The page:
Caltech Researchers Announce Invention of the Optofluidic Microscope
PASADENA, Calif.—The old optical microscopes that everyone used in high-school biology class may be a step closer to the glass heap. Researchers at the California Institute of Technology have announced their invention of an optofluidic microscope that uses no lens elements and could revolutionize the diagnosis of certain diseases such as malaria.
Reporting in the journal Lab on a Chip, Caltech assistant professor of electrical engineering professor Changhuei Yang and his coauthors describe the novel device that combines chip technology with microfluidics. Although similar in resolution and magnifying power to a conventional top-quality optical microscope, the optofluidic microscope chip is only the size of a quarter, and the entire device—imaging screen and all—will be about the size of an iPod.
"This is a new way of doing microscopy," says Yang, who also has a dual appointment in bioengineering at Caltech. "Its imaging principle is similar to the way we see floaters in our eyes. If you can see it in a conventional microscope and it can flow in a microfluidic channel, we can image it with this tiny chip."
That list of target objects includes many pathogens that are most dangerous to human life and health, including the organism that causes malaria. The typical method of diagnosing malaria is to draw a blood sample and send it to a lab where the sample can be inspected for malaria parasites. A high-powered optical microscope with lens elements is far too big and cumbersome for inspection of samples in the field.
With a palm-sized optofluidic microscope, however, a doctor would be able to draw a drop of blood from the patient and analyze it immediately. This process would be much simpler and faster than the current method, and the equipment would be far cheaper and more readily available to physicians in third-world countries.
The device works by literally flowing a target sample across a tiny fluid pathway. Normally, the image would be low in resolution because the target would interrupt the light on a single pixel, thus limiting the resolution to pixel size.
However, the researchers have avoided this limitation by attaching an opaque metal film to a microfluidic chip. The film contains an etched array of submicron apertures that are spaced in such a way that adjacent line scans overlap and all parts of the target are imaged.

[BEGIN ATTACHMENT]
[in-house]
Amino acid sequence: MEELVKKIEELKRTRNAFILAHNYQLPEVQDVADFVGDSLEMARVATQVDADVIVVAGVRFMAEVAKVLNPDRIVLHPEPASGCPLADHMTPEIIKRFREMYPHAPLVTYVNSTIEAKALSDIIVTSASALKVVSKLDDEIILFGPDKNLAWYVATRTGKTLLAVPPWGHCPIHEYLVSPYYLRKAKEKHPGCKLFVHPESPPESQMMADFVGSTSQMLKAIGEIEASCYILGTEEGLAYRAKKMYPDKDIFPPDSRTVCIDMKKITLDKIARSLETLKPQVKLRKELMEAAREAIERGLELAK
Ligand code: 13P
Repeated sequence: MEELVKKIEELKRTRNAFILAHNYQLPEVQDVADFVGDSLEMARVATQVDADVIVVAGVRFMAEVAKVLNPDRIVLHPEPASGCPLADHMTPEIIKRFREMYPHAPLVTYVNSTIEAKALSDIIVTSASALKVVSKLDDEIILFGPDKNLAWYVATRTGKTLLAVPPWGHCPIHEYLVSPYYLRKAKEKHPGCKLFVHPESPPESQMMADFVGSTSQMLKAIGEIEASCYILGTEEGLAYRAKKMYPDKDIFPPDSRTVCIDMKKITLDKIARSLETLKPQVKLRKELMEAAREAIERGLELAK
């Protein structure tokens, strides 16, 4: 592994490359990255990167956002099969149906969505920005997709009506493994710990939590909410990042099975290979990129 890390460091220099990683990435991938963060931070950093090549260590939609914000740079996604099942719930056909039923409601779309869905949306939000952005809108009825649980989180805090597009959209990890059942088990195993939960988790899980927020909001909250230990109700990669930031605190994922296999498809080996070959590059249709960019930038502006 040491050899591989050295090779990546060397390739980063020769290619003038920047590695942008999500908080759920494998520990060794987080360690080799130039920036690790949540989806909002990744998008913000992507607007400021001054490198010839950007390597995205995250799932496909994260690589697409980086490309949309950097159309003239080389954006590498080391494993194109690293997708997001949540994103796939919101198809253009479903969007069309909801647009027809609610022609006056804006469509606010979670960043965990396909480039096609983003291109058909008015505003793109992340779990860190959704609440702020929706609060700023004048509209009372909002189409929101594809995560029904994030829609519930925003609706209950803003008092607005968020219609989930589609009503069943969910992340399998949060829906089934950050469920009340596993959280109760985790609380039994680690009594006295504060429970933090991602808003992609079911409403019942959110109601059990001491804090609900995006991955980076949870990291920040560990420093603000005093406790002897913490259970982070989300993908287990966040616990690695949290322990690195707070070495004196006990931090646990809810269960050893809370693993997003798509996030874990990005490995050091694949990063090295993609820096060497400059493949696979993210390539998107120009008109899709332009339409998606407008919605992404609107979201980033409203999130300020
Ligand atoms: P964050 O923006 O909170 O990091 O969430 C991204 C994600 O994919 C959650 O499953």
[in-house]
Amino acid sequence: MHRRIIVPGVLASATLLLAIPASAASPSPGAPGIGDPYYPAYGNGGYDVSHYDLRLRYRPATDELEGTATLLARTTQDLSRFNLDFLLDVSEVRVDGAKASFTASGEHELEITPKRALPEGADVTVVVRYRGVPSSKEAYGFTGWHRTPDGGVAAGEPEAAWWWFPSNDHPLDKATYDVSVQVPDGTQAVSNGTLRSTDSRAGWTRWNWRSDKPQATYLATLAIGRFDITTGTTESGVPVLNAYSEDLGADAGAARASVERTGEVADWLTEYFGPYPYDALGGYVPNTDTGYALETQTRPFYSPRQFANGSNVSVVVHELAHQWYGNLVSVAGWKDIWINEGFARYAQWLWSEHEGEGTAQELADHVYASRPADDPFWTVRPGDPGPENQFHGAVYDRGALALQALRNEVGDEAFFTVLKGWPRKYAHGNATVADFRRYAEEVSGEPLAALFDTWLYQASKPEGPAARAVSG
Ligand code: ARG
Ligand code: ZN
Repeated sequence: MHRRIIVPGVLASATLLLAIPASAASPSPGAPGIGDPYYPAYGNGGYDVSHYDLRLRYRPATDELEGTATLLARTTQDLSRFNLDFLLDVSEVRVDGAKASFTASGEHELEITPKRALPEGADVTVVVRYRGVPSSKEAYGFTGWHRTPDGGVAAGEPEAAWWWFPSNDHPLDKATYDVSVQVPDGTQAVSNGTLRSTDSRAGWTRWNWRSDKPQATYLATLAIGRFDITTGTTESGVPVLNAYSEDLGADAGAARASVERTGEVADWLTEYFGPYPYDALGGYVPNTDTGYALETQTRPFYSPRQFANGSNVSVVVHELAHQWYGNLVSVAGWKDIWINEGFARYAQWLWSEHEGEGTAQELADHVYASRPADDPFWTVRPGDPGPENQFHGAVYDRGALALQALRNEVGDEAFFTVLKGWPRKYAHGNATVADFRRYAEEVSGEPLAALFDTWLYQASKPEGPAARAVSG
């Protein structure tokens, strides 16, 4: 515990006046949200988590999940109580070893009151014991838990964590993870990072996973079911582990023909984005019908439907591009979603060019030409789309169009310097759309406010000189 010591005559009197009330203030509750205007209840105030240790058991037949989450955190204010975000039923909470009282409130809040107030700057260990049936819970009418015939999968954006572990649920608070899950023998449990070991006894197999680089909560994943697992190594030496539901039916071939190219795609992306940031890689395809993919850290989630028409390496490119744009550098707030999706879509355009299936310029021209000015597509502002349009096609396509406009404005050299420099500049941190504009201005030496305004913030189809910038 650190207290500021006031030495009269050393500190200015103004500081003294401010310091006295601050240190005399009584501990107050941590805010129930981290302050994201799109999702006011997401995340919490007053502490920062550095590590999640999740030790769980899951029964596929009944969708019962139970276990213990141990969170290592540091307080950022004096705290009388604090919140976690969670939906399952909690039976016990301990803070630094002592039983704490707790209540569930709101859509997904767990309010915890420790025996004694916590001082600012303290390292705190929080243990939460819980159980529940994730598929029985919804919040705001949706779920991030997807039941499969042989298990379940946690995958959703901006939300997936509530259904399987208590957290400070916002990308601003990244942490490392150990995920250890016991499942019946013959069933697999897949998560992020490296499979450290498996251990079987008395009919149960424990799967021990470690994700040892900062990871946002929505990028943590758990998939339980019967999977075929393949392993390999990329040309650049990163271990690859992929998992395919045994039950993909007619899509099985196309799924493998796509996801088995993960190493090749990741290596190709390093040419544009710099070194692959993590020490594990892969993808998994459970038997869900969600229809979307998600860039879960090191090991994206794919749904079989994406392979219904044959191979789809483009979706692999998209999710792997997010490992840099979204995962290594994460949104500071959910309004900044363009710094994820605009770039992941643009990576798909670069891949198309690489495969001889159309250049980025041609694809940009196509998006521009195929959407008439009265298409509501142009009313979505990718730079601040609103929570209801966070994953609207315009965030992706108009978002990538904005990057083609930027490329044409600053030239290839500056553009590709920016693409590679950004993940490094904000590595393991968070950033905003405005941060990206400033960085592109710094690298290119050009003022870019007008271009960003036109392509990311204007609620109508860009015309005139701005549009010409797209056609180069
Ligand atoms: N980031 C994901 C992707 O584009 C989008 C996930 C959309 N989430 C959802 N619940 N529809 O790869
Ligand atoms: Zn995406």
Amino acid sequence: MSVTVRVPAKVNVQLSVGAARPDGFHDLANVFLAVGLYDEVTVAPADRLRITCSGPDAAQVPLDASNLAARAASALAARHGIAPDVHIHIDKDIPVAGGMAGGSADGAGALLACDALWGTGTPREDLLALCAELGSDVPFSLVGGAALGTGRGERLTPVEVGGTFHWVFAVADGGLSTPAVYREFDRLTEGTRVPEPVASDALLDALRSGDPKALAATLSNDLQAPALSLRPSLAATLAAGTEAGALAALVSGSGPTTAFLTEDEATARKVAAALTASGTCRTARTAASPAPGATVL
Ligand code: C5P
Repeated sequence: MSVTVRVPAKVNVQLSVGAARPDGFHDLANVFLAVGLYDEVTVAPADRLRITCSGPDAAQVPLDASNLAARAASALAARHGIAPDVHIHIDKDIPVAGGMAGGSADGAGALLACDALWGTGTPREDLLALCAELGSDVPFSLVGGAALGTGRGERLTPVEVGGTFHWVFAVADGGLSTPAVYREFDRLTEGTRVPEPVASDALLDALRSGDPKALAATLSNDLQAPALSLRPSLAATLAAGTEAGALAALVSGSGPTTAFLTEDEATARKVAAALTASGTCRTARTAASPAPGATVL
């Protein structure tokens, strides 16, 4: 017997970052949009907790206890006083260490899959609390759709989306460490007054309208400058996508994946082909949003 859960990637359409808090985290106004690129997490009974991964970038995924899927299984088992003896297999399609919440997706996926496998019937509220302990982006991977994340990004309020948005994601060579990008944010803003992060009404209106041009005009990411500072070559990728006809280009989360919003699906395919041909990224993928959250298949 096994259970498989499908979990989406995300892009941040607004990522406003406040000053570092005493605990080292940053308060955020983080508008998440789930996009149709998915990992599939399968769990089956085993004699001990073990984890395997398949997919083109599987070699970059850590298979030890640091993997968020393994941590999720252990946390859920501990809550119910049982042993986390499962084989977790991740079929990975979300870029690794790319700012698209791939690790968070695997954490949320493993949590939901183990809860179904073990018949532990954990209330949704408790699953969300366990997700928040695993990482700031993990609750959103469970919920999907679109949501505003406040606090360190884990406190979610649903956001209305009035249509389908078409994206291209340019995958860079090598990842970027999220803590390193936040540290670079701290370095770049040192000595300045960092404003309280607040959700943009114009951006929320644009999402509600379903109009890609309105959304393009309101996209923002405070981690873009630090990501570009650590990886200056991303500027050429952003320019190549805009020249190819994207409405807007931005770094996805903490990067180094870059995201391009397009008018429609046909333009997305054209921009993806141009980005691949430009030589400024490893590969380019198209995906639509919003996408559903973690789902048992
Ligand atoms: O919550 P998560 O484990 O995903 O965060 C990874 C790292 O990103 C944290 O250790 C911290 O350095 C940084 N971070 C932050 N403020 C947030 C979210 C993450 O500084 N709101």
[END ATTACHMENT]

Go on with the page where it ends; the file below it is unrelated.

The new optofluidic microscope is one of the first major accomplishments to come out of Caltech's Center for Optofluidic Integration, which was begun in 2004 with funding from the federal Defense Advanced Research Projects Agency (DARPA) for development of a new generation of small-scale, highly adaptable, and innovative optical devices.
"The basic idea of the center is to build optical devices for imaging, fiber optics, communications, and other applications, and to transcend some of the limitations of optical devices made out of traditional materials like glass," says Demetri Psaltis, who is the Myers Professor of Electrical Engineering at Caltech and a coauthor of the paper. "This is probably the most important result so far showing how we can build very unique devices that can have a broad impact."
Xin Heng, a graduate student in electrical engineering at Caltech, performed most of the experiments reported in the paper. The other Caltech authors are David Erickson, a former postdoctoral scholar who is now a mechanical-engineering professor at Cornell University; L. Ryan Baugh, a postdoctoral scholar in biology; Zahid Yaqoob, a postdoctoral scholar in electrical engineering; and Paul W. Sternberg, the Morgan Professor of Biology.